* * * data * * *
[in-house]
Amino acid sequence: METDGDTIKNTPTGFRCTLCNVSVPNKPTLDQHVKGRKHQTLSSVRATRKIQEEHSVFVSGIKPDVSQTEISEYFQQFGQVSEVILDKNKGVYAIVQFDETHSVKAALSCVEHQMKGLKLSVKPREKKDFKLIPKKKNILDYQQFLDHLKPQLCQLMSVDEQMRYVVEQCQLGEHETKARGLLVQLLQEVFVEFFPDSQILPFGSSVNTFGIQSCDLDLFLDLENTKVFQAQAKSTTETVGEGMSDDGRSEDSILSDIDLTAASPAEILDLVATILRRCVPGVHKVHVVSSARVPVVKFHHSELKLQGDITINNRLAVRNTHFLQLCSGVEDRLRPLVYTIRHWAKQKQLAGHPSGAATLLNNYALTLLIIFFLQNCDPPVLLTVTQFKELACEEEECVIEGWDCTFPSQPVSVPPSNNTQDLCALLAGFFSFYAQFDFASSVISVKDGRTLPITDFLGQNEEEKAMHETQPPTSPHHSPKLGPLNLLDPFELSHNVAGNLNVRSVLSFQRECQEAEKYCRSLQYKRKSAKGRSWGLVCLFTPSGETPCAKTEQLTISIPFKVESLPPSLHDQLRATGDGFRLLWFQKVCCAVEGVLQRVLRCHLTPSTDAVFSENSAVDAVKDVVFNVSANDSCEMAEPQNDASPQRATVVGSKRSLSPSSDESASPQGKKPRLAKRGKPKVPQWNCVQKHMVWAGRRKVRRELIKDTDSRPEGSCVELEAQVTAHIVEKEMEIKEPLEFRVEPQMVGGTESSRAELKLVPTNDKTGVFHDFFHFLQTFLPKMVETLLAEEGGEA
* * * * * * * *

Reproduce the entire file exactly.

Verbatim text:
[in-house]
Amino acid sequence: METDGDTIKNTPTGFRCTLCNVSVPNKPTLDQHVKGRKHQTLSSVRATRKIQEEHSVFVSGIKPDVSQTEISEYFQQFGQVSEVILDKNKGVYAIVQFDETHSVKAALSCVEHQMKGLKLSVKPREKKDFKLIPKKKNILDYQQFLDHLKPQLCQLMSVDEQMRYVVEQCQLGEHETKARGLLVQLLQEVFVEFFPDSQILPFGSSVNTFGIQSCDLDLFLDLENTKVFQAQAKSTTETVGEGMSDDGRSEDSILSDIDLTAASPAEILDLVATILRRCVPGVHKVHVVSSARVPVVKFHHSELKLQGDITINNRLAVRNTHFLQLCSGVEDRLRPLVYTIRHWAKQKQLAGHPSGAATLLNNYALTLLIIFFLQNCDPPVLLTVTQFKELACEEEECVIEGWDCTFPSQPVSVPPSNNTQDLCALLAGFFSFYAQFDFASSVISVKDGRTLPITDFLGQNEEEKAMHETQPPTSPHHSPKLGPLNLLDPFELSHNVAGNLNVRSVLSFQRECQEAEKYCRSLQYKRKSAKGRSWGLVCLFTPSGETPCAKTEQLTISIPFKVESLPPSLHDQLRATGDGFRLLWFQKVCCAVEGVLQRVLRCHLTPSTDAVFSENSAVDAVKDVVFNVSANDSCEMAEPQNDASPQRATVVGSKRSLSPSSDESASPQGKKPRLAKRGKPKVPQWNCVQKHMVWAGRRKVRRELIKDTDSRPEGSCVELEAQVTAHIVEKEMEIKEPLEFRVEPQMVGGTESSRAELKLVPTNDKTGVFHDFFHFLQTFLPKMVETLLAEEGGEA